There’s a reason people flock to Tucson, AZ to catch glimpses of beautiful birds: our desert city is home to an array of feathered friends, including the cactus wren, the Gila woodpecker, and the ever-famous roadrunner (coyote not included).
If you want to soak in all the avian sights our city has to offer, read on to learn more about birding in Tucson.
Birds of Tucson
Seasoned birdwatchers and Audubon newcomers alike will recognize many of the area’s bird populations. Some of the most common ones you’ll see (or want to spend a little extra time scouting for) include:
- Sandhill crane
- Cooper’s hawk
- Vermilion flycatcher
- Anna’s hummingbird
- Purple martin
- White-winged dove
- Ash-throated flycatchers
- Western bluebird
- Lesser goldfinch
- Gambel’s quail
- Mourning dove
- Inca dove
- Broad billed hummingbird
- Black-chinned hummingbird
Tucson’s bird diversity comes as a result of our mild climate and a range of elevations that favor multiple types and species of birds.
Guided Birding Excursions
Because Tucson is such a hotspot for birding, our city has birthed multiple birding excursions led by expert local guides who know where to find the action. These guided tours take you to popular areas in and around Tucson and many are friends and partners to the Tucson Audubon Society.
The biggest advantage of joining a guided excursion is that it maximizes your birdwatching time. You no longer have to seek out areas on your own, which carries a potential to not being able to see the birds you want. Your guide takes you straight to the party, so to speak, allowing you to tap into their expertise on our local bird populations.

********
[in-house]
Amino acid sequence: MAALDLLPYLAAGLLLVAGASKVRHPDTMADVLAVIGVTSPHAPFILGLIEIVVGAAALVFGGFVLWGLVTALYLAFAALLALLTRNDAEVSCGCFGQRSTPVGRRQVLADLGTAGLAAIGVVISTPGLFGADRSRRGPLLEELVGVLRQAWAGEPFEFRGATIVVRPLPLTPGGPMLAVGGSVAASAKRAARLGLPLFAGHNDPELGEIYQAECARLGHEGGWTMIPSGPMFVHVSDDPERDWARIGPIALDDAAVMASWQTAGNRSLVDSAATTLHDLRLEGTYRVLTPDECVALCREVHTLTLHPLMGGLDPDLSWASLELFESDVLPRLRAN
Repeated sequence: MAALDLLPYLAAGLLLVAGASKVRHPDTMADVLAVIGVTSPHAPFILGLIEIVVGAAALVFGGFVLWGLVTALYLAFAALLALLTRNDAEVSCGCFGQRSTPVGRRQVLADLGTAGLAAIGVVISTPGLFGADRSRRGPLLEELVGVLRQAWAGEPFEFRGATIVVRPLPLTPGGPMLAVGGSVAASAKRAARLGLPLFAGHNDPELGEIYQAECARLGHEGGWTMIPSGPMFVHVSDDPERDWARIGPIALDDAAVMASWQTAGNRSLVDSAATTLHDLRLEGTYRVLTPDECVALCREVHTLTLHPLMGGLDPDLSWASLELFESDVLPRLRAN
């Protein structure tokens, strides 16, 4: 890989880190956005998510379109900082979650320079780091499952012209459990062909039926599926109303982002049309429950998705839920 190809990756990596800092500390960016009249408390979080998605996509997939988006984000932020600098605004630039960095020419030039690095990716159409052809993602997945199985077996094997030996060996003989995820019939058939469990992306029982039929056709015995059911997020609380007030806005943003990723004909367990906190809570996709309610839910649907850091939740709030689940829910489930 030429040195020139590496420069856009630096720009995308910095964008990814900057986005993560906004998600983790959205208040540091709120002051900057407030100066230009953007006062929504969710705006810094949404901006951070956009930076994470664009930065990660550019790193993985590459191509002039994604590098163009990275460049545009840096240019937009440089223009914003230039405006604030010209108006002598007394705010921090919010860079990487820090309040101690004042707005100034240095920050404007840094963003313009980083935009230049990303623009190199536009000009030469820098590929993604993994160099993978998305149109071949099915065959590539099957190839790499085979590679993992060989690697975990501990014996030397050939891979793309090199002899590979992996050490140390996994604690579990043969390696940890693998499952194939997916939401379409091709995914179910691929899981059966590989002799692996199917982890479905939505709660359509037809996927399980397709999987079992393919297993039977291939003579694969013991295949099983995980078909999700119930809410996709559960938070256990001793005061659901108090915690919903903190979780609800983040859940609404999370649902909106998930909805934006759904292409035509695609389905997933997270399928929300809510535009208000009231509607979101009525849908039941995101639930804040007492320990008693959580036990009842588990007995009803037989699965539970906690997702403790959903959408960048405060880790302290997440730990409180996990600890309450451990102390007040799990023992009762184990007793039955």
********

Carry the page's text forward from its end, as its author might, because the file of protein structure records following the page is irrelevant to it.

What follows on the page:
If you’re looking for a different type of excursion, plan your trip just right to join one of our two annual summer birding festivals. Both held in August, our festivals are educational and will bring you closer to more than 400 species of birds that call Tucson home at some point.
Great Places for Birding Near Tucson
If you prefer to create your own birding adventure, there are a few places in and around Tucson, AZ that you’ll want to make a priority during your visit.
First up: A Mountain in Sentinel Park. This tourist hotspot is also a prime stomping ground for a number of raptor species, especially on windy days.
Rio Vista Natural Resource Park is also an underrated favorite among locals. Trails of desert scrub are often dotted with the Greater Roadrunner and Cactus Wren. In the winter, you’ll likely spot the Prairie Falcon and the striking red blur of the Vermilion Flycatcher.
You can find additional areas of prime birding activity on the Tucson Birding Trail. Download the map or request a printed copy to start planning your adventure.
Birding in the desert southwest can be a rewarding experience, offering you tons of bang for you beak – er, buck! – so you can check multiple species off your bird watching list.
For more travel inspiration, head back to our blog.